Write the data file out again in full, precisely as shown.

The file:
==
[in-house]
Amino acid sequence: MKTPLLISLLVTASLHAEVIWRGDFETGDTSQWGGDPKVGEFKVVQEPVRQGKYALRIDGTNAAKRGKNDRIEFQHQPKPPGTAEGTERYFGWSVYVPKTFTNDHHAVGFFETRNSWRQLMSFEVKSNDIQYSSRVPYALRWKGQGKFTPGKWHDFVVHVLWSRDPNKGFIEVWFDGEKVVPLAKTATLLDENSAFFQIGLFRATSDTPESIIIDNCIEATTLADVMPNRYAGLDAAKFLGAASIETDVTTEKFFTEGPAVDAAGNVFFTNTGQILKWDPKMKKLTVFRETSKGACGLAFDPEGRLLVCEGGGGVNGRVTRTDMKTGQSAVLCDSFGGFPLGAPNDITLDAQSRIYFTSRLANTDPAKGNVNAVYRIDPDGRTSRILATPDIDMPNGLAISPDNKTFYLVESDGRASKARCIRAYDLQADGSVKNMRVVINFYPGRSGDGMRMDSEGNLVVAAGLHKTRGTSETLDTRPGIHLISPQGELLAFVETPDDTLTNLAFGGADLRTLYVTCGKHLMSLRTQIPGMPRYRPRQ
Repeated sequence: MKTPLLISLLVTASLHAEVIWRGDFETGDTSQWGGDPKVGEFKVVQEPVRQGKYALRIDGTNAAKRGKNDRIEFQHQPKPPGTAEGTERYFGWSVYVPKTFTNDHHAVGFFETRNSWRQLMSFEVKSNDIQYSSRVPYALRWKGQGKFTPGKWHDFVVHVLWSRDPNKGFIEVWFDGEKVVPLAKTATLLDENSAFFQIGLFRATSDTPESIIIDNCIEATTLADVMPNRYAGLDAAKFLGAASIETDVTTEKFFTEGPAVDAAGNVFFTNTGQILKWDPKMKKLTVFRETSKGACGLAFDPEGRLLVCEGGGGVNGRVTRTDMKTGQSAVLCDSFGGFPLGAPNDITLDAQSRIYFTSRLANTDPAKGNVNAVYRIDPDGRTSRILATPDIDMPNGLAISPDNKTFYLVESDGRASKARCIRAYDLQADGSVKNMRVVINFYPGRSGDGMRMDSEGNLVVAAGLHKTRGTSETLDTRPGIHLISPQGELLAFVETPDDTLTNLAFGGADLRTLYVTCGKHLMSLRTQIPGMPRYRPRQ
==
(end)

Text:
[in-house]
Amino acid sequence: MKTPLLISLLVTASLHAEVIWRGDFETGDTSQWGGDPKVGEFKVVQEPVRQGKYALRIDGTNAAKRGKNDRIEFQHQPKPPGTAEGTERYFGWSVYVPKTFTNDHHAVGFFETRNSWRQLMSFEVKSNDIQYSSRVPYALRWKGQGKFTPGKWHDFVVHVLWSRDPNKGFIEVWFDGEKVVPLAKTATLLDENSAFFQIGLFRATSDTPESIIIDNCIEATTLADVMPNRYAGLDAAKFLGAASIETDVTTEKFFTEGPAVDAAGNVFFTNTGQILKWDPKMKKLTVFRETSKGACGLAFDPEGRLLVCEGGGGVNGRVTRTDMKTGQSAVLCDSFGGFPLGAPNDITLDAQSRIYFTSRLANTDPAKGNVNAVYRIDPDGRTSRILATPDIDMPNGLAISPDNKTFYLVESDGRASKARCIRAYDLQADGSVKNMRVVINFYPGRSGDGMRMDSEGNLVVAAGLHKTRGTSETLDTRPGIHLISPQGELLAFVETPDDTLTNLAFGGADLRTLYVTCGKHLMSLRTQIPGMPRYRPRQ
Repeated sequence: MKTPLLISLLVTASLHAEVIWRGDFETGDTSQWGGDPKVGEFKVVQEPVRQGKYALRIDGTNAAKRGKNDRIEFQHQPKPPGTAEGTERYFGWSVYVPKTFTNDHHAVGFFETRNSWRQLMSFEVKSNDIQYSSRVPYALRWKGQGKFTPGKWHDFVVHVLWSRDPNKGFIEVWFDGEKVVPLAKTATLLDENSAFFQIGLFRATSDTPESIIIDNCIEATTLADVMPNRYAGLDAAKFLGAASIETDVTTEKFFTEGPAVDAAGNVFFTNTGQILKWDPKMKKLTVFRETSKGACGLAFDPEGRLLVCEGGGGVNGRVTRTDMKTGQSAVLCDSFGGFPLGAPNDITLDAQSRIYFTSRLANTDPAKGNVNAVYRIDPDGRTSRILATPDIDMPNGLAISPDNKTFYLVESDGRASKARCIRAYDLQADGSVKNMRVVINFYPGRSGDGMRMDSEGNLVVAAGLHKTRGTSETLDTRPGIHLISPQGELLAFVETPDDTLTNLAFGGADLRTLYVTCGKHLMSLRTQIPGMPRYRPRQ